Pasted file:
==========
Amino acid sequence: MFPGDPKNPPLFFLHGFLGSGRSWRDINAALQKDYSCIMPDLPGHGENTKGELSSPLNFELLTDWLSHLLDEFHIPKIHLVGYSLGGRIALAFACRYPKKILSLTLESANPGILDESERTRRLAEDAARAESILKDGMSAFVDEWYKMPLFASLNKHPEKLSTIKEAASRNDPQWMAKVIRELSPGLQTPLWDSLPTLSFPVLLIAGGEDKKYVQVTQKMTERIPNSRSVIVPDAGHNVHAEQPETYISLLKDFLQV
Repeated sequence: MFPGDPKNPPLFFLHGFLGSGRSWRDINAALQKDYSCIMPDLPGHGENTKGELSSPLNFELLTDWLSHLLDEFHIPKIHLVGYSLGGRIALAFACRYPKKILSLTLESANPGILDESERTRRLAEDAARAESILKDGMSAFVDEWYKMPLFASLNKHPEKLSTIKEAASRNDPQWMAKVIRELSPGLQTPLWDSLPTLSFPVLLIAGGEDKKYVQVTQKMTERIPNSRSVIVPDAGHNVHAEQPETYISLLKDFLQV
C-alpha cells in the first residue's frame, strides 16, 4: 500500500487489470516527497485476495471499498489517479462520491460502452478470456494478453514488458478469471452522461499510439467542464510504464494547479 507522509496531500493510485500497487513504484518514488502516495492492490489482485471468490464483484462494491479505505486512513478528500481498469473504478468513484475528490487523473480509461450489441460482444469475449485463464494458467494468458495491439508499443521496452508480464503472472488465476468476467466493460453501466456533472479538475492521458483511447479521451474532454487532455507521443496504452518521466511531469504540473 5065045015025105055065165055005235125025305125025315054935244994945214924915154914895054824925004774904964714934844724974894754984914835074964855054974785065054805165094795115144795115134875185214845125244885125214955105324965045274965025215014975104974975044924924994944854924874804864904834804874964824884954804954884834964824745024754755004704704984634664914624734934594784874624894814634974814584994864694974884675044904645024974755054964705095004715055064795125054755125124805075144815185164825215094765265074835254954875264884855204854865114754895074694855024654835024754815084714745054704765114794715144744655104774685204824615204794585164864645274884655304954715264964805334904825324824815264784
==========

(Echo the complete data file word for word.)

Amino acid sequence: MFPGDPKNPPLFFLHGFLGSGRSWRDINAALQKDYSCIMPDLPGHGENTKGELSSPLNFELLTDWLSHLLDEFHIPKIHLVGYSLGGRIALAFACRYPKKILSLTLESANPGILDESERTRRLAEDAARAESILKDGMSAFVDEWYKMPLFASLNKHPEKLSTIKEAASRNDPQWMAKVIRELSPGLQTPLWDSLPTLSFPVLLIAGGEDKKYVQVTQKMTERIPNSRSVIVPDAGHNVHAEQPETYISLLKDFLQV
Repeated sequence: MFPGDPKNPPLFFLHGFLGSGRSWRDINAALQKDYSCIMPDLPGHGENTKGELSSPLNFELLTDWLSHLLDEFHIPKIHLVGYSLGGRIALAFACRYPKKILSLTLESANPGILDESERTRRLAEDAARAESILKDGMSAFVDEWYKMPLFASLNKHPEKLSTIKEAASRNDPQWMAKVIRELSPGLQTPLWDSLPTLSFPVLLIAGGEDKKYVQVTQKMTERIPNSRSVIVPDAGHNVHAEQPETYISLLKDFLQV
C-alpha cells in the first residue's frame, strides 16, 4: 500500500487489470516527497485476495471499498489517479462520491460502452478470456494478453514488458478469471452522461499510439467542464510504464494547479 507522509496531500493510485500497487513504484518514488502516495492492490489482485471468490464483484462494491479505505486512513478528500481498469473504478468513484475528490487523473480509461450489441460482444469475449485463464494458467494468458495491439508499443521496452508480464503472472488465476468476467466493460453501466456533472479538475492521458483511447479521451474532454487532455507521443496504452518521466511531469504540473 5065045015025105055065165055005235125025305125025315054935244994945214924915154914895054824925004774904964714934844724974894754984914835074964855054974785065054805165094795115144795115134875185214845125244885125214955105324965045274965025215014975104974975044924924994944854924874804864904834804874964824884954804954884834964824745024754755004704704984634664914624734934594784874624894814634974814584994864694974884675044904645024974755054964705095004715055064795125054755125124805075144815185164825215094765265074835254954875264884855204854865114754895074694855024654835024754815084714745054704765114794715144744655104774685204824615204794585164864645274884655304954715264964805334904825324824815264784